On the last day of her first Bermuda Powwow, Carol Wynne wandered over to the vendor stands. She wanted to pick up a special souvenir to take home to Massachusetts.
“But I didn’t have enough Bermuda money to buy anything,” recalled Ms Wynne, a member of the Wampanoag tribe. “I only had plastic.”
But Bermudian vendor, Patricia Raynor, stepped in to give her something special, a long blue feather.
The two became instant friends, talking about the annual powwow in Ms Wynne’s home town of Mashpee, and people they both knew from the Bermuda Powwow. “It was her friendliness, calmness and naturalness that I liked,” Mrs Raynor said. “She had no put-ons.”
“I just knew right away that I could talk to Patricia,” Ms Wynne said. “She is very friendly and hospitable, and very soothing to talk to. Talking with her is like talking to an aunt I had years ago.”
Their friendship continued over social media, and that summer Mrs Raynor and her husband Steven, went to Mashpee to stay with Mrs Wynne and attend the Mashpee Wampanoag Powwow for the first time.
People at the powwow welcomed Mrs Raynor and other Bermudians as long lost cousins.
Many people in Bermuda believe their ancestors were bought to Bermuda as slaves during the Pequot wars in the 1630s.
“The tribal leaders called the Bermudians into the middle of the circle and told everyone who we were,” Mrs Raynor said. “It was like your mother invited you over to have supper. It felt that comfortable. And people there kept saying we looked like their uncle or their friend.”
Mrs Raynor has attended the Mashpee Powwow several more times since 2012 and was eventually given a Wampanoag name, Blue Blanket.
“The medicine man said he saw a healing spirit around me that represented the blue,” Mrs Raynor said. “He also felt I had a very comforting spirit and people could talk and feel comfortable with me. That is where the blanket came in.”
Mrs Raynor said the name fitted, because she has been growing her own food since she was 17, and often providing healing herbs like rosemary to friends and family. And vice versa, Ms Wynne continued attending Bermuda Powwows, and staying with Mrs Raynor’s family and sometimes with the family of Sinclair “Brinky” Tucker.
She is here again for Bermuda Powwow 2018 this weekend at the St David’s Cricket Club.
Ms Wynne feels just as at home here, as Mrs Raynor does in Mashpee.
“I swear some of my friends and relatives from back home have carbon copies here,” Ms Wynne said. “That is our ancestors DNA travelling.
“That is why it is so important that we all stay together. That little DNA is in each one of us keeps saying, hello, don’t forget who you are.”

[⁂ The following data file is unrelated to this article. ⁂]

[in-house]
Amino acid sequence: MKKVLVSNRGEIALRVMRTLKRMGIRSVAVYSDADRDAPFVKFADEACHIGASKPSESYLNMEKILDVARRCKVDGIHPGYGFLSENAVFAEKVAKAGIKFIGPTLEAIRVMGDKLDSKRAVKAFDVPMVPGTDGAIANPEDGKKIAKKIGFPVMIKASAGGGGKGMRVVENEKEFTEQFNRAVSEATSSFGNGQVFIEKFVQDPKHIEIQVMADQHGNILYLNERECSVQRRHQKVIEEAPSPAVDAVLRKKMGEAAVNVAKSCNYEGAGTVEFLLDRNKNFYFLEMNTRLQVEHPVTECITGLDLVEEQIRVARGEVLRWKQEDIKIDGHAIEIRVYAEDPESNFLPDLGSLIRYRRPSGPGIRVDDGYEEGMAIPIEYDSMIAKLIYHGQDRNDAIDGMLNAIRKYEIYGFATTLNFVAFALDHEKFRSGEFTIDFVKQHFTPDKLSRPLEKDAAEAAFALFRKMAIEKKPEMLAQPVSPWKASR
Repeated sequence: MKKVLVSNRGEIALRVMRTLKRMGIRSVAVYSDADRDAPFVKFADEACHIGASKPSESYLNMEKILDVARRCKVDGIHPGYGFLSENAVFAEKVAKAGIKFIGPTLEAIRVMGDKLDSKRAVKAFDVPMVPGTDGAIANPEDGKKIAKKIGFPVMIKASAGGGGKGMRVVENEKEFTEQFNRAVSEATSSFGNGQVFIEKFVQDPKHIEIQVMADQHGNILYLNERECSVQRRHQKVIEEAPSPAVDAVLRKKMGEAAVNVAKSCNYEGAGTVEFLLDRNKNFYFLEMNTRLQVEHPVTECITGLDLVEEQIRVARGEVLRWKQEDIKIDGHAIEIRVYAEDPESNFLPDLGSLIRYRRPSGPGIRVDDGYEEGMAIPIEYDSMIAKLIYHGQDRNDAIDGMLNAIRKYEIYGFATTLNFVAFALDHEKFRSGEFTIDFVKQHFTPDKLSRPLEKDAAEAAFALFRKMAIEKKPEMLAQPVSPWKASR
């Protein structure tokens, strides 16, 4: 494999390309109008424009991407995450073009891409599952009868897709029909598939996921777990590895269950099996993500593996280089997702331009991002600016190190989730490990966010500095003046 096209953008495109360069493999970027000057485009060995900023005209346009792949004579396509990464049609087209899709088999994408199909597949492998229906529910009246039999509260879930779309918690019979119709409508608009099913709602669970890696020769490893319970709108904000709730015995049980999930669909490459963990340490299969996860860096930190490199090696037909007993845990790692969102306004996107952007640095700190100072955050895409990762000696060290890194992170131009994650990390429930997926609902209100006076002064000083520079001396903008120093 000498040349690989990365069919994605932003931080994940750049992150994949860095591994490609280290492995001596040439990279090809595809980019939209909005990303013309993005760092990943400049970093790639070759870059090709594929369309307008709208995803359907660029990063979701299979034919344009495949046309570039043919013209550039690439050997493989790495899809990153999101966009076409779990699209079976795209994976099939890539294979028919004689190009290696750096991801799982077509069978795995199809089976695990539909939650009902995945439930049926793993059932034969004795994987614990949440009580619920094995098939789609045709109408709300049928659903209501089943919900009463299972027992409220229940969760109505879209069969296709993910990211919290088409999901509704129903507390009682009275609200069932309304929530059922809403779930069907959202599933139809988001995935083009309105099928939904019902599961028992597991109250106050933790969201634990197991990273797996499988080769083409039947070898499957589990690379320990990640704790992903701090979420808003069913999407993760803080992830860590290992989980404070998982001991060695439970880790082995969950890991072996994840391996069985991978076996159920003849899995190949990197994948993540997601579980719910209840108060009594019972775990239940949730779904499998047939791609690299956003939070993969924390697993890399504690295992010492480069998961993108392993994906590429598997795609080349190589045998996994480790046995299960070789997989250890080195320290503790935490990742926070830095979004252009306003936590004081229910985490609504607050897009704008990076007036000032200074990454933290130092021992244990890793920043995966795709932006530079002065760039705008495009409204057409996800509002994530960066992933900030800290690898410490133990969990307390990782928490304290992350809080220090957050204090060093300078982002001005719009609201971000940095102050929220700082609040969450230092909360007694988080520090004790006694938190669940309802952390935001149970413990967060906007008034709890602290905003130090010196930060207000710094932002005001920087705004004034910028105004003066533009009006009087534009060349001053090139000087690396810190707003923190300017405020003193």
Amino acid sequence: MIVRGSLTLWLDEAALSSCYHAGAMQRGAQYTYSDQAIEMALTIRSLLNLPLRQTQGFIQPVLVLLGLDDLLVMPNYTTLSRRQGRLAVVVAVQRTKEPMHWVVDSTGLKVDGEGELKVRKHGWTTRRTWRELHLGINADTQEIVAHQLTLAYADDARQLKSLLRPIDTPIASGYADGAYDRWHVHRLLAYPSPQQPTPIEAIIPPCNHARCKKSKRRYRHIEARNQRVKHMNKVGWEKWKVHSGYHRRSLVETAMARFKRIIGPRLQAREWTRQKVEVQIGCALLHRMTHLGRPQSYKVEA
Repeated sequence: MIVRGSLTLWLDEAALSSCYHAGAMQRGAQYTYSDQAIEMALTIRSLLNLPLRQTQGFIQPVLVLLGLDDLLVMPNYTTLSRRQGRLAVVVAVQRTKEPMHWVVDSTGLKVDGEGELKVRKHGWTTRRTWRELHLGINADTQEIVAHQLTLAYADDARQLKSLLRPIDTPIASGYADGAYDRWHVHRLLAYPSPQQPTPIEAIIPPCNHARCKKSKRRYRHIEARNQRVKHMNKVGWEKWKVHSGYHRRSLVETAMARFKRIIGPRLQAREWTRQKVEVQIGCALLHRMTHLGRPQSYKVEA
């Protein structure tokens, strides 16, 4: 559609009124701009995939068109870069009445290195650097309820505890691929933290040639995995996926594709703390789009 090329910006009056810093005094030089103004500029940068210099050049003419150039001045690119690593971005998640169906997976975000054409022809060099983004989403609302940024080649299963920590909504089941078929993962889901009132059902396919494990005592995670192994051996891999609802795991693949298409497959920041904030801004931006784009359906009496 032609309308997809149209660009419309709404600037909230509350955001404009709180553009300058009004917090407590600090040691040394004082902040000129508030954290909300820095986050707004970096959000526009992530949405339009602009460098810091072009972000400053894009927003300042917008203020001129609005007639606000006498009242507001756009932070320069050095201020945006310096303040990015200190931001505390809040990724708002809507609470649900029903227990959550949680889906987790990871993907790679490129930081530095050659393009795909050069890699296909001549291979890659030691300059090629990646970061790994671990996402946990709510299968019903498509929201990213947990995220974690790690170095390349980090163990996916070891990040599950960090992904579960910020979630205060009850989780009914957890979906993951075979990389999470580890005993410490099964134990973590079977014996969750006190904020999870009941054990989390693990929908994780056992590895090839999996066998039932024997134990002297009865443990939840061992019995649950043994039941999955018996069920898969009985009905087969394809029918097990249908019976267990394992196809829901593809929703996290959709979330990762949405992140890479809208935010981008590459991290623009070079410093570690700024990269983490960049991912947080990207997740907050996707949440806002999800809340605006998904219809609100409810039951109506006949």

The friendship has been a healing one for the two of them. “In Bermuda, way back when, our ancestors couldn’t talk about having Native American blood,” Mrs Raynor said. “The government would have stopped them. But the information started coming out.”
The 57-year-old started researching her Native American heritage in 2007. Mrs Raynor said years ago, watching old cowboy and indian movies, she was always on the side of the Native American, without really knowing why.
“I think it was just something that came from my DNA,” she said. “That is the way it goes. That is how I felt.”
When she reconnected with her Massachusetts cousins, she felt like a circle had been completed. “I felt ‘I am with my ancestors. I know what my culture is’,” she said. “You just feel complete inside.”
She started dancing in powwows a few years ago.
“My spirit felt really good,” she said. “When I was able to get my regalia and wear it to a powwow I felt complete. You order it online from different people.
“You ask questions about who makes what. Believe it or not, the first ceremonial blanket I made was a dark purply blue.
“This was quite a few years before I got the name Blue Blanket. When I got my name everything came full circle.”
Now she’s proud that one of her granddaughters, Keyahanee Burgess, 10, dances at the Bermuda Powwow. The last Bermuda Powwow was in 2015. There was none last year because of the America’s Cup. “I have been looking forward to it,” Mrs Raynor said. “Nobody is happier than me when I get to a powwow.
“I like everything about it, the drums, the socialising, talking with my foreign cousins. Just being together is wonderful.”
Today, Ms Wynne says she still has her friend and cousin’s blue feather.
“I keep it in a special place on my bureau,” she said.
• Bermuda Powwow 2018 is on Saturday and Sunday from 2pm to 6pm on the St David’s Cricket Club grounds in St David’s. Admission is $10 for adults and $5 for children and seniors. For more information e-mail firstname.lastname@example.org or call 338-2712